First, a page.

The Computer

We live in an age where computers are all around us. While they may not yet be embedded into every object we come in contact with, they are on our desks at home or in the office, and in our pockets and bags when we’re out and about. But one thing worries me, few of these people understand how to use these powerful machines, or leverage them to even half their potential.

Computers were once large, unwieldy things, operated by a series of trained individuals. Today, you have read this merely by punching a few keys (onscreen or physical) or clicking a link or two, everything from fetching the data on a disk, assembling it, processing it, sending it to you and assembling, processing, and displaying that has been done for you.

Computers have evolved to make jobs easy. Once upon a time when your boss asked you to send a personalised letter out to a few hundred people, you would have had to have found each contact, copy the relevant details onto the letter, then the relevant details onto the envelope. Today when your boss asks you to do this, technologies such as mail merge mean that you can point your letter and envelope templates at a bunch of addresses and have your computer churn out all of the details you need. Why, then, do people still try and do this manually? Why do people still manually search through electronic documents, one document at a time? Why do people paste screenshots into Microsoft Word!?

I argue that some functions of a computer have become really simple, while other concepts are still quite obscure. While someone might be able to piece together a simple mail merge using their address book, the thought of using the same principle to read details from a spreadsheet and input them into a word processing document just never crosses their mind.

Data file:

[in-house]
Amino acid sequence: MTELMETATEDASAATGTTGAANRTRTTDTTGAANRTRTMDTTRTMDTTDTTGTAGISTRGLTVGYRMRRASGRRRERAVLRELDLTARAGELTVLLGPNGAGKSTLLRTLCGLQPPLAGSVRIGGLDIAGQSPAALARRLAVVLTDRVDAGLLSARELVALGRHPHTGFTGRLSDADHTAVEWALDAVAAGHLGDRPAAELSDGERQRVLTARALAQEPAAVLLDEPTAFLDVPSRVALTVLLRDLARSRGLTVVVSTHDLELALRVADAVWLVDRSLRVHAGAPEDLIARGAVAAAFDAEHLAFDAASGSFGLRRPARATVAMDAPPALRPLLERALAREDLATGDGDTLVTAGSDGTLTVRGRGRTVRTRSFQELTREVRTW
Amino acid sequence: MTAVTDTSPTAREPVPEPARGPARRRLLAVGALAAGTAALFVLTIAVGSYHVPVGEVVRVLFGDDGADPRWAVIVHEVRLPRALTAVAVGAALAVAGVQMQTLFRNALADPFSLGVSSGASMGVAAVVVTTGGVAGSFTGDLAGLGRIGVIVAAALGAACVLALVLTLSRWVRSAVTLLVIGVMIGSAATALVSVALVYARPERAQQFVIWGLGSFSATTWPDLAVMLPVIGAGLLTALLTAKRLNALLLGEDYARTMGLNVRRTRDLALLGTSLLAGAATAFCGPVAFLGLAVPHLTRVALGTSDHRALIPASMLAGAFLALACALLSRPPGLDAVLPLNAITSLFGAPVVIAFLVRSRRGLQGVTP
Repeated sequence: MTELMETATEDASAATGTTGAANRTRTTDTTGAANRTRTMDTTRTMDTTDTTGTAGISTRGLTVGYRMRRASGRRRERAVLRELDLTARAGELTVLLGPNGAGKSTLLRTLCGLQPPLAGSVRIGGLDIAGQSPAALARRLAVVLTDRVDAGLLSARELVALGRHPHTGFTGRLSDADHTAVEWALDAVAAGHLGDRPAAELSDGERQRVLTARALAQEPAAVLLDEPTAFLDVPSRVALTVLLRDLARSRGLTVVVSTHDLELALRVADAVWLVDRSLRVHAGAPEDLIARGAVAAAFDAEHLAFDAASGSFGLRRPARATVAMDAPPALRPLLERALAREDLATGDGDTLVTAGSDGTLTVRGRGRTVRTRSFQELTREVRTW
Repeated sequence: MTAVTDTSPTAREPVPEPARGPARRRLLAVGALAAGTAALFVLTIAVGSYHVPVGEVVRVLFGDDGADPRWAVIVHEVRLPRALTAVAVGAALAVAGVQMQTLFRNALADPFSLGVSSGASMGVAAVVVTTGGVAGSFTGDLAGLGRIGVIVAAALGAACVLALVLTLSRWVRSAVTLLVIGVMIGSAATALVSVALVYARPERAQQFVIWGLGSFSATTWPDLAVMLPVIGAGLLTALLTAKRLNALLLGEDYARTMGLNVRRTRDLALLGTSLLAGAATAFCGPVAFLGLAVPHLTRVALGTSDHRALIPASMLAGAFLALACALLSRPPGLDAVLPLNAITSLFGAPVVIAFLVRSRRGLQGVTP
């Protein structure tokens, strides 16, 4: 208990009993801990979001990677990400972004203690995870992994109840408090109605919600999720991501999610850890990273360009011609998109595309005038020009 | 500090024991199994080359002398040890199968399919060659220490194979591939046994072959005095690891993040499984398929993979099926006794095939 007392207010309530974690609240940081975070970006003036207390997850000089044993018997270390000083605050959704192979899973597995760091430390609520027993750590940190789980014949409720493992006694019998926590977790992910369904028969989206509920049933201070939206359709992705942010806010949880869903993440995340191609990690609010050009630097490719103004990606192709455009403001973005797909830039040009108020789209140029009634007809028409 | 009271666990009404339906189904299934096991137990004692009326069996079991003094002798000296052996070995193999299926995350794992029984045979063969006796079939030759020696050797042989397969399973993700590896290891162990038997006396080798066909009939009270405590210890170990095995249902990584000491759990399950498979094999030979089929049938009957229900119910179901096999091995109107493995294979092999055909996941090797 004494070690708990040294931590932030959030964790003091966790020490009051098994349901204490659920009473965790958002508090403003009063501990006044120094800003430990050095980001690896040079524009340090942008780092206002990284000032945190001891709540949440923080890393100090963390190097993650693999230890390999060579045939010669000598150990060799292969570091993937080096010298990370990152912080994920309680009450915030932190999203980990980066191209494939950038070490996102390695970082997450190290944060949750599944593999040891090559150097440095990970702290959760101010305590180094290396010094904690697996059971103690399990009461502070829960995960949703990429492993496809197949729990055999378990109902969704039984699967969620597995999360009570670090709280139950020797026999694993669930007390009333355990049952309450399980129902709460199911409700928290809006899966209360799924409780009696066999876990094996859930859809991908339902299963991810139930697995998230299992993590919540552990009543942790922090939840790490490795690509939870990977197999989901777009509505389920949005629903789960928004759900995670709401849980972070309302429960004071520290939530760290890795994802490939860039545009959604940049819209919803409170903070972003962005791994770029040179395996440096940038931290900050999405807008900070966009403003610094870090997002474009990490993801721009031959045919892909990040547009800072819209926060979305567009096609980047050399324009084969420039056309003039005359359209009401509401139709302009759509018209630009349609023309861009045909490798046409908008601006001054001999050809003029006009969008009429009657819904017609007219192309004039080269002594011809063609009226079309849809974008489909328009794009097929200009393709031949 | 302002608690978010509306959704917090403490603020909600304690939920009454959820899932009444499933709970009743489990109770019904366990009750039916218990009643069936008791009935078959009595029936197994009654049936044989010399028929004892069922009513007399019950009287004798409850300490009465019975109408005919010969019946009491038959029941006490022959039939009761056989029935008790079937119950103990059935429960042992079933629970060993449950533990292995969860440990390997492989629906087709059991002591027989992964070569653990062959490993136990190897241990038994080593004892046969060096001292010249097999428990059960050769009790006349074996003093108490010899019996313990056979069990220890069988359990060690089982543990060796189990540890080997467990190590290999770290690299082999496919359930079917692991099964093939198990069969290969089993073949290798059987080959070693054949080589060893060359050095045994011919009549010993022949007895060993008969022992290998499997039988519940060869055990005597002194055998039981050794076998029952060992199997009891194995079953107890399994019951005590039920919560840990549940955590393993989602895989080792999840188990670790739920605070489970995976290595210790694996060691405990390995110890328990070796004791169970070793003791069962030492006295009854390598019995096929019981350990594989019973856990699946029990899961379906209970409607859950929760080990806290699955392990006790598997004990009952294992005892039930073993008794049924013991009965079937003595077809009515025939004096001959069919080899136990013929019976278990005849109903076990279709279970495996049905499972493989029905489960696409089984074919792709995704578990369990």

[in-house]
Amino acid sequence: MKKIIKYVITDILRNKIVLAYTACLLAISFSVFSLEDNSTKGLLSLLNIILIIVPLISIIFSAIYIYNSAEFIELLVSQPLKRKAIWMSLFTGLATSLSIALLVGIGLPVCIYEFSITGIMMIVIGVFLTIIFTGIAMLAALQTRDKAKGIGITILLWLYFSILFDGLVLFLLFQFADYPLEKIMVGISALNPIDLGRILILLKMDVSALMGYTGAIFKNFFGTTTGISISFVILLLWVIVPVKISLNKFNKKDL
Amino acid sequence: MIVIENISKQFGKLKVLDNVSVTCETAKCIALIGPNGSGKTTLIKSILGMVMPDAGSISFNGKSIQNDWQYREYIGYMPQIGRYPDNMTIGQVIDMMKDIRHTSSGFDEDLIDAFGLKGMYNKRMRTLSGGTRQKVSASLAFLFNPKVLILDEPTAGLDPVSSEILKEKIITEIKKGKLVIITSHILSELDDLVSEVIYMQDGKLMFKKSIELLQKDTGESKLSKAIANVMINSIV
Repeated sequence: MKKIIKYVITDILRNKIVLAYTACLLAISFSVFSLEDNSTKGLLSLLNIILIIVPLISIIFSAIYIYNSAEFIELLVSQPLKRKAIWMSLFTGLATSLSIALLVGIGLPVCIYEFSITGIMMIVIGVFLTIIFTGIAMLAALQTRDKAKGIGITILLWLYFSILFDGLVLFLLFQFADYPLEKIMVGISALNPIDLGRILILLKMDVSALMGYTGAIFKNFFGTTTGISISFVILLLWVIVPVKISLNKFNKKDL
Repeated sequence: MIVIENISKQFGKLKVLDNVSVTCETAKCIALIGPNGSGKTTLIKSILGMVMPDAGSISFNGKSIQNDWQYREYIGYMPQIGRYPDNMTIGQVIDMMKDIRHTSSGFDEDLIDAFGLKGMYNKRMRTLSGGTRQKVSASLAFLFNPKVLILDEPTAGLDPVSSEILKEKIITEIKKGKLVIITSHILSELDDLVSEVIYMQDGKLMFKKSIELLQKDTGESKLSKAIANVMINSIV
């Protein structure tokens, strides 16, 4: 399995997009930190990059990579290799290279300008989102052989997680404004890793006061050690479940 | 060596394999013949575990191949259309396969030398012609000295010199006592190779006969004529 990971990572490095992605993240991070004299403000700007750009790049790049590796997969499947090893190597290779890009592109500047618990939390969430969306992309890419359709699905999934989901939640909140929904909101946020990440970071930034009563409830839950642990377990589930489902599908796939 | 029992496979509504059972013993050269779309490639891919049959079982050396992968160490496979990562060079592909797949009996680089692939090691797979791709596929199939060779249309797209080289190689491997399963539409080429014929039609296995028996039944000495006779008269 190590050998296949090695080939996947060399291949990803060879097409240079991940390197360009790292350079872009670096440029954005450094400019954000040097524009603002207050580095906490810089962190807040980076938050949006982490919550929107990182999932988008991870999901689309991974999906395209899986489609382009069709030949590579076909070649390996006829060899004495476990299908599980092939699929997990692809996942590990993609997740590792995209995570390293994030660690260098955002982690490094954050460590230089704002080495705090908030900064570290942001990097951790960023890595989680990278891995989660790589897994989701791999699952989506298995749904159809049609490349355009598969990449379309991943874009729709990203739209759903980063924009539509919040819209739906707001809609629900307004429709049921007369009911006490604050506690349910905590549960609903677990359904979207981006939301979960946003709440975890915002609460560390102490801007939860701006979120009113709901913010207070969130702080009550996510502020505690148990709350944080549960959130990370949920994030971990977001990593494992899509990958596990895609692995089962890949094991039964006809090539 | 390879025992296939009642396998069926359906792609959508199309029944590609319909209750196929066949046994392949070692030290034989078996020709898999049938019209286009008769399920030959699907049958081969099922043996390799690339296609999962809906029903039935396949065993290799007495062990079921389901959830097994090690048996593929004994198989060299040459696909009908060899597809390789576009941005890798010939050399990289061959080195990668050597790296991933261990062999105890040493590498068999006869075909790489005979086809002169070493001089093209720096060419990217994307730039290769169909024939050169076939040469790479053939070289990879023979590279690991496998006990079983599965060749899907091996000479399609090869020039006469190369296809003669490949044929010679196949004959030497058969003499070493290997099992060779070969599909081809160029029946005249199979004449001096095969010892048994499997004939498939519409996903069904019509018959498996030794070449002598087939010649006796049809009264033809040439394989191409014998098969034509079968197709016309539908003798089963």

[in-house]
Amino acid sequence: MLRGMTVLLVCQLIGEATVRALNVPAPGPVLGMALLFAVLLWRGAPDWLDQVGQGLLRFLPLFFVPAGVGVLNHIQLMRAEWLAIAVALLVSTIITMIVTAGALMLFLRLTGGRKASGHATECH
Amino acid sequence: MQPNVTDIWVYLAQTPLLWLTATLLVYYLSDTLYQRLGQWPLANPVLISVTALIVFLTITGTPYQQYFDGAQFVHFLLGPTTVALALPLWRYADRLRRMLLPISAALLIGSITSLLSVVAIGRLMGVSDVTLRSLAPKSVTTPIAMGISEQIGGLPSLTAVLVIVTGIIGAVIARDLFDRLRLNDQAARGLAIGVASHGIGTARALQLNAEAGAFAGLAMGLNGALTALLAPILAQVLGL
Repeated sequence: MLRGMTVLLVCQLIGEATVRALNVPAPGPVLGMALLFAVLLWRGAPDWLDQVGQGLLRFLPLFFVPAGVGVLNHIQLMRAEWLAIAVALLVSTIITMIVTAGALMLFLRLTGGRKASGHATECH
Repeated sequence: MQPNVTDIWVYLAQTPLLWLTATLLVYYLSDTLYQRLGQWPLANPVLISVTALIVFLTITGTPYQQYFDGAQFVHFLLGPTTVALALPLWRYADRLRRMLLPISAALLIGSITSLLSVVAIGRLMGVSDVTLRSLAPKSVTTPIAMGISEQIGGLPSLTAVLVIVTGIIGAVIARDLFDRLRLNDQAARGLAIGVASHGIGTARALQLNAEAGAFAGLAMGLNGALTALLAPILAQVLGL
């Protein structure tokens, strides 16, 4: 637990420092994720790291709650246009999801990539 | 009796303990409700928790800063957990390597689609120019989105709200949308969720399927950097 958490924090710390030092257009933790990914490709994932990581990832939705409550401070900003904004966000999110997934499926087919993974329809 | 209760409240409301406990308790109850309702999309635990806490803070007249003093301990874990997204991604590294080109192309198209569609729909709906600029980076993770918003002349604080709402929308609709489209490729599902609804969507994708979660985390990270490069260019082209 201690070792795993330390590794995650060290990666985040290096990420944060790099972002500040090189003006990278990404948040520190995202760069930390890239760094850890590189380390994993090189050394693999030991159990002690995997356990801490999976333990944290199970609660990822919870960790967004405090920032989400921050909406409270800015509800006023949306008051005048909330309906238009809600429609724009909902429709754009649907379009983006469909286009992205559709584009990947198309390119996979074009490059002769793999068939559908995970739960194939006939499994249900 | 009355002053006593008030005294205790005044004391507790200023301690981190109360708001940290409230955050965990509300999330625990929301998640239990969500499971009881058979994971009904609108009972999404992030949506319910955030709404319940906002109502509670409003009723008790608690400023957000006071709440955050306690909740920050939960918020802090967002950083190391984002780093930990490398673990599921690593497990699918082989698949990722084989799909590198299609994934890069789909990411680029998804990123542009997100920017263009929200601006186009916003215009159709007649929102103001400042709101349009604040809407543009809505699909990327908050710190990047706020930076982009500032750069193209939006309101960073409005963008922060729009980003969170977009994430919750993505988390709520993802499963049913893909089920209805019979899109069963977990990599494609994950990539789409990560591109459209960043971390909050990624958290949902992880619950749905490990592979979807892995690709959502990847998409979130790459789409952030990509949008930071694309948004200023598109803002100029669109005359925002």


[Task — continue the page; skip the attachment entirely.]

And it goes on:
This very situation has arisen before. I was working in an office almost two years ago, the staff regularly used such things as mail merge for letters using the companies network address book. They were migrating to a system where they needed a form filled out for every directory created (detailing access rights, when deletion was due, etc.), the problem was that they had already created a shed load of directories…The staff had started to catalogue these by hand, getting somewhere between twenty to sixty forms done a day (they had other duties as well). For me, it took a day of messing about with some VBScript and I could list all of these directories in a text file. I could import this text file into Excel using ’’ as a delimiter, this meant I could separate the path names as the form requested. I found that it was very easy to see what group of directories had what attributes and found I could copy & paste an awful lot. When finished, all of this was mail merged into the Word document which held the form. After a day of downtime, I could now process eighty directories an hour. OK, the VBScript was a little specialist, but no general user thinks of doing this kind of thing.